In one of my Django views, I am calling a python script and getting its pid with:

from subprocess import Popen
p = Popen(['python', 'script.py'])
mypid = p.pid

When trying to find out if the process still is running from another page, I use the following function on mypid (thanks to this question):

def doesProcessExist(pid):
    if pid < 0:
        return False
        os.kill(pid, 0)
    except OSError, e:
        return e.errno == errno.EPERM
        return True

No matter how long I wait, the process still shows up as running. The only thing that stops it, is if I spawn a new python script process with Popen. Is there anyway I can fix this? I am not sure if this is caused by Django not closing python properly after the script is finished or something else. In Ubuntu's process status manager, the process shows up as [python] <defunct>.


The problem is true for all script.py I have tried. I am currently using one as simple as:

from time import sleep

What you see is a zombie process. It doesn't keep running. It can't. It is dead. The only thing that is left is some info that allows for related processes to retrieve its status.

To find out whether a subprocess is alive without blocking, call p.poll(). If it returns None then the process is still alive, otherwise you can safely forget about it (it is already reaped by .poll()).

subprocess module calls _cleanup() function that reaps zombie processes inside Popen() constructor. So normally your script won't create many zombie processes anyway.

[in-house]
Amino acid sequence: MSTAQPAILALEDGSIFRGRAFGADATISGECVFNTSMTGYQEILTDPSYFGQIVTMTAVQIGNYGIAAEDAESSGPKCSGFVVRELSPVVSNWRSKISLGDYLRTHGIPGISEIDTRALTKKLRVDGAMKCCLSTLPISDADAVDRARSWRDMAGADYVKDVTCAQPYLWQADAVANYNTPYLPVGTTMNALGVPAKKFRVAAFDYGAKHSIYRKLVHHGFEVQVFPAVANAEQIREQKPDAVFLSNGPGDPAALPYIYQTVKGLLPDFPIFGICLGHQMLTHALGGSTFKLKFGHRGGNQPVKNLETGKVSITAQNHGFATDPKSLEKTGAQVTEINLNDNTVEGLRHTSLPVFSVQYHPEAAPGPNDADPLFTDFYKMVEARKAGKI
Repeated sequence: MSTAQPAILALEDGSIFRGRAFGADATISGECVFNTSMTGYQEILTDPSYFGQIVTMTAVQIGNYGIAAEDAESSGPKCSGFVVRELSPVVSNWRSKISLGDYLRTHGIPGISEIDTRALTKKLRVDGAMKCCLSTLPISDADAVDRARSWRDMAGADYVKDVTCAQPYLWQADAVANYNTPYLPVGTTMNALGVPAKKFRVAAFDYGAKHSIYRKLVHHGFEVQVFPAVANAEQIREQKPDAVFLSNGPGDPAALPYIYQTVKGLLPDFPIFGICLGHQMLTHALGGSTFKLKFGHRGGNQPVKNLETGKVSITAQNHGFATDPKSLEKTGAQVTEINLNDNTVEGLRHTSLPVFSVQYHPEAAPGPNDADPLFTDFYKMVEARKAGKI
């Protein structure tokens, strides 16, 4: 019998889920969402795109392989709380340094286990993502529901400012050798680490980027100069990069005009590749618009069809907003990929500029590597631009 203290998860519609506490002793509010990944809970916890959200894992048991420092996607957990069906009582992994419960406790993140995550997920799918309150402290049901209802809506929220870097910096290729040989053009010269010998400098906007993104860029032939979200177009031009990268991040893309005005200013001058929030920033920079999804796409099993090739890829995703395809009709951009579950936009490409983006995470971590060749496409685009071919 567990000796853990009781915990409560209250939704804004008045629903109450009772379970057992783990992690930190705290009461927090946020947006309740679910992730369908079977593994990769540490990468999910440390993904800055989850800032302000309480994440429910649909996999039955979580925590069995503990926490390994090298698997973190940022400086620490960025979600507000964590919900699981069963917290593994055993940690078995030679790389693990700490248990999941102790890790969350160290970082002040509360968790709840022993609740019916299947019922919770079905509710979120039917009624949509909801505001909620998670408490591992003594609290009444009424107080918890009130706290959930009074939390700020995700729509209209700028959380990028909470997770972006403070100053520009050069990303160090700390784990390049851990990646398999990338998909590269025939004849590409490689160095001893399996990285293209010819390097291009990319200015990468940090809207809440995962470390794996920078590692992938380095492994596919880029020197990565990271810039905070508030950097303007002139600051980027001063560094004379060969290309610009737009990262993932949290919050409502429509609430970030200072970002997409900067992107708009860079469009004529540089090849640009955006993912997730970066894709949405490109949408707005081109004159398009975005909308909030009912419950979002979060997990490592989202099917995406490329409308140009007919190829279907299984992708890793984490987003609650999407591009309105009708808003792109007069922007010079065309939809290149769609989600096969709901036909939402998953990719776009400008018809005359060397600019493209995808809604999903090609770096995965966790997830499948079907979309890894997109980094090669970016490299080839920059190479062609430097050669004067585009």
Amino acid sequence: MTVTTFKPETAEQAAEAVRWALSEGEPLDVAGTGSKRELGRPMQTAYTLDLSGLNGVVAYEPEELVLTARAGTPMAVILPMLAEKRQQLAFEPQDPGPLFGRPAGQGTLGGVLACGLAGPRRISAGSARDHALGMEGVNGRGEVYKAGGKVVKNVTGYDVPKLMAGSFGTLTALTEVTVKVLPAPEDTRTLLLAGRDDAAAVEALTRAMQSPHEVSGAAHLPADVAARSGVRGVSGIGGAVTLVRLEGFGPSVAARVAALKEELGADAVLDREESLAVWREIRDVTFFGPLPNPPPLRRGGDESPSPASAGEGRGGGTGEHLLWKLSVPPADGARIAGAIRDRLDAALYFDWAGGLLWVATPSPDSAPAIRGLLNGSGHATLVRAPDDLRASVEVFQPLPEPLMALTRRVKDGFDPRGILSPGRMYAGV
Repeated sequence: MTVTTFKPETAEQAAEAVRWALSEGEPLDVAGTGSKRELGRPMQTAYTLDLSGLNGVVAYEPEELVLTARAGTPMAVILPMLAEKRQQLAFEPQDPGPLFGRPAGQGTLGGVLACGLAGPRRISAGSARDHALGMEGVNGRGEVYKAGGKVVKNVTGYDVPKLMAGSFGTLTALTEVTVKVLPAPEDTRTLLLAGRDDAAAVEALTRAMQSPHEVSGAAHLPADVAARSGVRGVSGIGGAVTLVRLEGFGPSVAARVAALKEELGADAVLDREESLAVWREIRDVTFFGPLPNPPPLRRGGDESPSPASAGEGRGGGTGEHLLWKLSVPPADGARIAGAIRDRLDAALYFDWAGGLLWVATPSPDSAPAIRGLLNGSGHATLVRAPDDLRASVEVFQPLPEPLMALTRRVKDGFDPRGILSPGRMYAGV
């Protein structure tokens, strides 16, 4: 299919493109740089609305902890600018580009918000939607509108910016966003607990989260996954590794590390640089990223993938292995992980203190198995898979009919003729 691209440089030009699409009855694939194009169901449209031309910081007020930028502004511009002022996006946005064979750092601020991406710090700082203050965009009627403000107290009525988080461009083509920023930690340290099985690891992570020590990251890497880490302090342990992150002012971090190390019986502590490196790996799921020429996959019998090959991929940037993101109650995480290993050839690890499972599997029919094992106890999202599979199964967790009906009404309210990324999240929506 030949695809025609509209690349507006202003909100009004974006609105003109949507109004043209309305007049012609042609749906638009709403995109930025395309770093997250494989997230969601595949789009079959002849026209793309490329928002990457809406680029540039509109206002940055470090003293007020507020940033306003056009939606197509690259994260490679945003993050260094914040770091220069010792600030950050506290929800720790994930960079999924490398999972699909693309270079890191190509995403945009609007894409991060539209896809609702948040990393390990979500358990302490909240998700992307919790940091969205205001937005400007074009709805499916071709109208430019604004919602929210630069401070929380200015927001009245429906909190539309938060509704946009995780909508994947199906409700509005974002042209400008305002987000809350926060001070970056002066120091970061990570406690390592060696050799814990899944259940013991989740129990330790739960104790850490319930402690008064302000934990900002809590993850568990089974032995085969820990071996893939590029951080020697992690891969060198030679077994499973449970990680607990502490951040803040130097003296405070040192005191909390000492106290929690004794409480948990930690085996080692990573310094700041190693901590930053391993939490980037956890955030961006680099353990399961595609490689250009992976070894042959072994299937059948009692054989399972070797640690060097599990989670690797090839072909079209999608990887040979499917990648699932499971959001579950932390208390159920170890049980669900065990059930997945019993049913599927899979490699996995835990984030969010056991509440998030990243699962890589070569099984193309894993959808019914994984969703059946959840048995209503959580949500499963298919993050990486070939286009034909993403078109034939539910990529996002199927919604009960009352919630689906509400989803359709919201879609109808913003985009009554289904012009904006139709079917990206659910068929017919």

To see a list of zombie processes:

import os
#NOTE: don't use Popen() here
print os.popen(r"ps aux | grep Z | grep -v grep").read(),

Really, what you're doing is wrong. When you use a high-level wrapper like a subprocess.Popen, you need to manage the process through that object. Just having the PID elsewhere isn't enough to manage it.

If you insist on dealing in PIDs instead of Popen objects, then you should use the low-level APIs in os.

Fortunately, you're not doing anything complicated, like creating pipes to talk to the child process. So, you can just launch it with your favorite spawn variant, then wait for it with waitpid or one of its variants.

I'm assuming you're doing this all in a single-process web server. If you're using a forking web server, where the other page could be in a different process, even using PIDs won't work. The parent process has to reap the child, not some other arbitrary process. If you want to make that work, you'll have to make things more complicated, and you're really going to have to learn about the Unix process model before anyone can explain it to you.


Processes in Unix stick around until the parent waits for them. calling wait on the object returned by thepopen will wait for the process to be done and will wait for it so it goes away. Until you do that it will exist as a zombie process See this message for info on getting the process to go away in the background while your web server runs without waiting for it in a foreground thread/view.

So, let's say that you do

p = subprocess.Popen(...)

At some point you need to call p.wait()

  • What you need to call is wait, not close. Also, you need to call it on the Popen process object, not on any pipe(s) you got (which is good, because in this case he doesn't have any pipes.) – abarnert Nov 23 '13 at 1:10
  • @aba Thanks; updated.Was confusing C's pclose with subprocess.Popen – Sam Hartman Nov 23 '13 at 1:22
  • The thing is that I am waiting for the process in another page than where it was created, so I do not have the subprocess to run either wait() or communicate() on, but only the pid of the subprocess. – Banana Nov 23 '13 at 1:22

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